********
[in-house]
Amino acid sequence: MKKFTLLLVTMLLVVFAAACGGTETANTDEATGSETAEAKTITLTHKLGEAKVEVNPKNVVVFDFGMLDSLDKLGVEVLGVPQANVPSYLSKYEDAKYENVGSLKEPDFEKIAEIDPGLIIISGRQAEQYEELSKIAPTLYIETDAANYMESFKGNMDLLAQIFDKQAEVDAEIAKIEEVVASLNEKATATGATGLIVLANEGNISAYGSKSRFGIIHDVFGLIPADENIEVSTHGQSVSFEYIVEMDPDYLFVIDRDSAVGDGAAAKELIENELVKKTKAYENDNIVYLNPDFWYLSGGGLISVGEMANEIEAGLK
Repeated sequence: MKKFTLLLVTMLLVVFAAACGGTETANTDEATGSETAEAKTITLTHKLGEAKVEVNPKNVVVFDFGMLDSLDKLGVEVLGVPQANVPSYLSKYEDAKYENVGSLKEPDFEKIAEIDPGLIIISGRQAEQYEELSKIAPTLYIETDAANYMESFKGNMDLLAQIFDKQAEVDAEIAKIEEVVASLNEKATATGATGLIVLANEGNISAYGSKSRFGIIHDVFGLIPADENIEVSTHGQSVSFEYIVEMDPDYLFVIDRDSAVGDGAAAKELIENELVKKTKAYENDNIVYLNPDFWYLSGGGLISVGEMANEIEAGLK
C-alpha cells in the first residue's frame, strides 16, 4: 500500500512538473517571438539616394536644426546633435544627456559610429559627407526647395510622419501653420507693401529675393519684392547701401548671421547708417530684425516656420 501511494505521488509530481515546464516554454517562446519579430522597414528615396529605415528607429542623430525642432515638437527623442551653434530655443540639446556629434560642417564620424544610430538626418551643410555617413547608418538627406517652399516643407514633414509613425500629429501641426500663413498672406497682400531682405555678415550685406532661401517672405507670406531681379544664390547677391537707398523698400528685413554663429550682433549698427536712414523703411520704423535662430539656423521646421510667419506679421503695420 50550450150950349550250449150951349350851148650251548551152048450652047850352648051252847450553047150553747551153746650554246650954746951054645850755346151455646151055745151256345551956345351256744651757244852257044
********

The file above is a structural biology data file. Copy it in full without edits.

[in-house]
Amino acid sequence: MKKFTLLLVTMLLVVFAAACGGTETANTDEATGSETAEAKTITLTHKLGEAKVEVNPKNVVVFDFGMLDSLDKLGVEVLGVPQANVPSYLSKYEDAKYENVGSLKEPDFEKIAEIDPGLIIISGRQAEQYEELSKIAPTLYIETDAANYMESFKGNMDLLAQIFDKQAEVDAEIAKIEEVVASLNEKATATGATGLIVLANEGNISAYGSKSRFGIIHDVFGLIPADENIEVSTHGQSVSFEYIVEMDPDYLFVIDRDSAVGDGAAAKELIENELVKKTKAYENDNIVYLNPDFWYLSGGGLISVGEMANEIEAGLK
Repeated sequence: MKKFTLLLVTMLLVVFAAACGGTETANTDEATGSETAEAKTITLTHKLGEAKVEVNPKNVVVFDFGMLDSLDKLGVEVLGVPQANVPSYLSKYEDAKYENVGSLKEPDFEKIAEIDPGLIIISGRQAEQYEELSKIAPTLYIETDAANYMESFKGNMDLLAQIFDKQAEVDAEIAKIEEVVASLNEKATATGATGLIVLANEGNISAYGSKSRFGIIHDVFGLIPADENIEVSTHGQSVSFEYIVEMDPDYLFVIDRDSAVGDGAAAKELIENELVKKTKAYENDNIVYLNPDFWYLSGGGLISVGEMANEIEAGLK
C-alpha cells in the first residue's frame, strides 16, 4: 500500500512538473517571438539616394536644426546633435544627456559610429559627407526647395510622419501653420507693401529675393519684392547701401548671421547708417530684425516656420 501511494505521488509530481515546464516554454517562446519579430522597414528615396529605415528607429542623430525642432515638437527623442551653434530655443540639446556629434560642417564620424544610430538626418551643410555617413547608418538627406517652399516643407514633414509613425500629429501641426500663413498672406497682400531682405555678415550685406532661401517672405507670406531681379544664390547677391537707398523698400528685413554663429550682433549698427536712414523703411520704423535662430539656423521646421510667419506679421503695420 50550450150950349550250449150951349350851148650251548551152048450652047850352648051252847450553047150553747551153746650554246650954746951054645850755346151455646151055745151256345551956345351256744651757244852257044